In honor of Black History Month
Let’s celebrate Black History Month and the incredible impacts Black people have had on access to financial empowerment and freedom.
The visible history of investing is largely white — and largely male. In the stock market’s 200-year-old history, opportunities for people of color have been relatively few and far between. We’re honoring #BlackHistoryMonth by celebrating the often forgotten folks, featuring a weekly story of a Black person who (sometimes quietly) broke investing or banking barriers and helped create a path for those who came after them.
Maggie Lena Walker
To start, we’re learning about Maggie Lena Walker, who was the first woman (of any race) to start a bank. Maggie’s mother, Elizabeth Draper, was a former slave who worked as a cook in Richmond, VA, where Maggie was born. After losing her stepfather at a young age, her family was thrust into poverty and she and her mother worked tirelessly to rebuild stability for their family while navigating life as a first-generation-free Black woman. When her mother began a laundry business, Maggie’s job was to return the clean laundry to white customers — this is where she began to see and understand the glaring economic and social disparities between the races. An awareness that would eventually guide her historic work.
There is much to admire about Maggie’s life — she went through the newly founded public school system, worked as a teacher, and was deeply involved in Black fraternal organizations that supported the social and financial advancement of the Black community. She believed deeply that the future success and order of society depended on investing in youth, via education and community service.
In 1901, Maggie delivered her now-famous speech in which she shared her vision for a community-changing conglomerate: a bank chartered and operated by Black members, a newspaper run and issued by the same group, and a department store run by Black employees that catered to the needs of the Black community at more affordable pricing than white retailers. Within five years, that vision for a consolidation of money, communication, and industry was a reality in the Saint Luke Penny Savings Bank, the St. Luke Herald, and the Saint Luke Emporium.
The bank — Maggie’s legacy — is credited with contributing to the longevity and stability of Richmond’s Black middle class, and facilitating the increase of Black home ownership in the city. Even during the Great Depression, while other banks failed, Maggie kept the Saint Luke Penny Savings Bank alive by merging it with two other banks to create the Consolidated Bank and Trust Company in 1930. At the beginning of the twenty-first century, the bank continued to exist and was the oldest bank in the United States that has been continuously run by Black Americans.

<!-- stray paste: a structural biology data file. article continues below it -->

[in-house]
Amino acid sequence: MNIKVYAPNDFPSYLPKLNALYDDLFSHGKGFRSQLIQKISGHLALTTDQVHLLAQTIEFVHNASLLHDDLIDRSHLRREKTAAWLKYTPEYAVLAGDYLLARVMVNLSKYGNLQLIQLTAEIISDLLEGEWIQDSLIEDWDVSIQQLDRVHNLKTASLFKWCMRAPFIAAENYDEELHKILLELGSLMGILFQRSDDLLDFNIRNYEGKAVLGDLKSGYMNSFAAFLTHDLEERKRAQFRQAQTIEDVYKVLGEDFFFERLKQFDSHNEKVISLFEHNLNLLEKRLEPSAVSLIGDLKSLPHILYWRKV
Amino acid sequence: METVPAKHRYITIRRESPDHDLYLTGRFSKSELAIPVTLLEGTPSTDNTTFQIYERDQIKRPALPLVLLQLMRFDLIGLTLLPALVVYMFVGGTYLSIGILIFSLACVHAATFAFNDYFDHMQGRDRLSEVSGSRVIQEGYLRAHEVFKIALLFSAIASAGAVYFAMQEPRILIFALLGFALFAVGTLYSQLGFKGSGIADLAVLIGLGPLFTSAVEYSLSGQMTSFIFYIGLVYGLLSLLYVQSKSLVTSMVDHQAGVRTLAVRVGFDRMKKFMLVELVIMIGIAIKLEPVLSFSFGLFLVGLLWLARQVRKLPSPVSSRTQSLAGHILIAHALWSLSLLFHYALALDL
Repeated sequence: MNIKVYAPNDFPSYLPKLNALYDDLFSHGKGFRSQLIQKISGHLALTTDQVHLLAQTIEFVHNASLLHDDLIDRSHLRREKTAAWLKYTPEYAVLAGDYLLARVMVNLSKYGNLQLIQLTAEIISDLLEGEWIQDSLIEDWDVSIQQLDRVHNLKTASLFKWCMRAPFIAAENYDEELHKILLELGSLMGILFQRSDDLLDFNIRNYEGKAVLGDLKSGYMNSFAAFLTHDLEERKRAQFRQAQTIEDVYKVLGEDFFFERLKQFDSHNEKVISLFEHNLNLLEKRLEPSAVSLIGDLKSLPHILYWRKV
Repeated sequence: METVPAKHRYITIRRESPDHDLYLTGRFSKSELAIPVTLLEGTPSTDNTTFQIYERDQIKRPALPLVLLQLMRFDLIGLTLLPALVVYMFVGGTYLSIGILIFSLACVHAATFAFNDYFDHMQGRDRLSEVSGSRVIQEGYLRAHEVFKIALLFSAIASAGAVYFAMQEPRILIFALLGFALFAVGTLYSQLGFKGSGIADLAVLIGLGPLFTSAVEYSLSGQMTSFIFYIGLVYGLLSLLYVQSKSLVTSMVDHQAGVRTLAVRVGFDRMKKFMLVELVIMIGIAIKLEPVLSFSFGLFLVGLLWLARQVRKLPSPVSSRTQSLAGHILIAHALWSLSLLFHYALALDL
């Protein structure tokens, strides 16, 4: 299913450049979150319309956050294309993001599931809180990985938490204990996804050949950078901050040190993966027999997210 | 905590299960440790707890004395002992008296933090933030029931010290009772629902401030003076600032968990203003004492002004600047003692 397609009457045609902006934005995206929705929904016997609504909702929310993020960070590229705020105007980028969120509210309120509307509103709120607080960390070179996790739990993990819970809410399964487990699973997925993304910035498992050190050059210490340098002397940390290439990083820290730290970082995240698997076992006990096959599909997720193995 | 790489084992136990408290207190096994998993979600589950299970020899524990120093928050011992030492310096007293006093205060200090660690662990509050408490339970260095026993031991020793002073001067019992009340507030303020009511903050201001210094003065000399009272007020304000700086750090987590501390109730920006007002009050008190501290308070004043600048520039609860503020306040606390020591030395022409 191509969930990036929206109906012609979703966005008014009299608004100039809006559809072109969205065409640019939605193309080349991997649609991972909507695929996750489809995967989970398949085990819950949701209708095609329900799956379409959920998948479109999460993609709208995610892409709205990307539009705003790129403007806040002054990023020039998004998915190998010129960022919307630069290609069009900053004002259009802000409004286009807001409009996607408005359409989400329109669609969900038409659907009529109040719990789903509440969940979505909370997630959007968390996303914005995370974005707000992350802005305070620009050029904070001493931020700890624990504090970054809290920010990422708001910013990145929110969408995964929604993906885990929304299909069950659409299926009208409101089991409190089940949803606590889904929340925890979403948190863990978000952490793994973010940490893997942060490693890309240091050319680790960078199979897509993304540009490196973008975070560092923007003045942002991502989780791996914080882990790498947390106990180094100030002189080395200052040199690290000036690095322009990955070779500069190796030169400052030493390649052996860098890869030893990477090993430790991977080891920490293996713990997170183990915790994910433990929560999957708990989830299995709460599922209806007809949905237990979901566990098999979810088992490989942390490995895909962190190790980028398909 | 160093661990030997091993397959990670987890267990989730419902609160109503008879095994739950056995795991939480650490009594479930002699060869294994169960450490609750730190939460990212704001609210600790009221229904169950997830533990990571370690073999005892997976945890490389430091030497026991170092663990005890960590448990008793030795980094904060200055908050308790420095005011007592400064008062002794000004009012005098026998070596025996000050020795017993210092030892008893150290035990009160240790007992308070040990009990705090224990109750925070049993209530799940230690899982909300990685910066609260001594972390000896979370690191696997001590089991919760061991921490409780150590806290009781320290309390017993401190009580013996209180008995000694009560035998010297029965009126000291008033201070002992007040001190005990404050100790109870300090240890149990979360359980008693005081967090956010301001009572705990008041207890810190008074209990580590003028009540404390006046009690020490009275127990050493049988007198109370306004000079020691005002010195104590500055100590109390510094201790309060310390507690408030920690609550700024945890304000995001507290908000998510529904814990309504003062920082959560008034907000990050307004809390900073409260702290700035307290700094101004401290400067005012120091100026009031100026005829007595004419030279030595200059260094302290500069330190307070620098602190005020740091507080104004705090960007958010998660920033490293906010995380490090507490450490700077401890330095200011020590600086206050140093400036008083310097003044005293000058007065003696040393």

Dr. Clifton Wharton Jr.
Next, we’re spotlighting the first Black CEO of a Fortune 500 company– Dr. Clifton Wharton Jr.
Born in 1926 in Boston, his father, Clifton Wharton Sr., was the first African American to be named Career Ambassador of the United States Foreign Service (The History Makers). By the time he was 16, Dr. Wharton Jr. entered Harvard University, where he would later get a bachelor’s degree in history. His formal education continued with a Master’s degree from the School of Advanced International Studies of Johns Hopkins University, and later a PhD in economics from the University of Chicago– with 61 honorary doctorates along the way. Dr. Wharton Jr.’s genius in academia later earned him the Education Distinguished Service Award for Lifetime Achievement from the American Council (Black Entrepreneur Profile).
His respect and expertise in the world of academia led him to become the President of Michigan State University from 1970-1978.
In 1978, Clifton Wharton Jr. became the chancellor of the State University of New York System — a significant undertaking making a $2.5 billion budget and 70,000 employees. In 1987 he moved from higher education to become the first Black CEO of a Fortune 500 company. The company was TIAA-CREF (Teachers Insurance and Annuity Association-College Retirement Equities Fund now known as TIAA), a multi-billion dollar corporation that continues to be the leading provider of financial services in the academic, research, medical, cultural, and governmental industries. At the time, TIAA-CREF managed the world’s largest pension funds, holding assets of $260 billion (Black History).
Most recently in 1993, Dr. Wharton Jr. was appointed by President Clinton as the Deputy Secretary of the US Department of State (Black Entrepreneur Profile).
Dr. Wharton, Jr. has successfully served as a university president, corporate executive and even as a former United States Deputy Secretary of State. Now he serves as a legendary icon for countless Americans, having helped pave the way for African Americans in the academic, governmental, financial, and corporate worlds.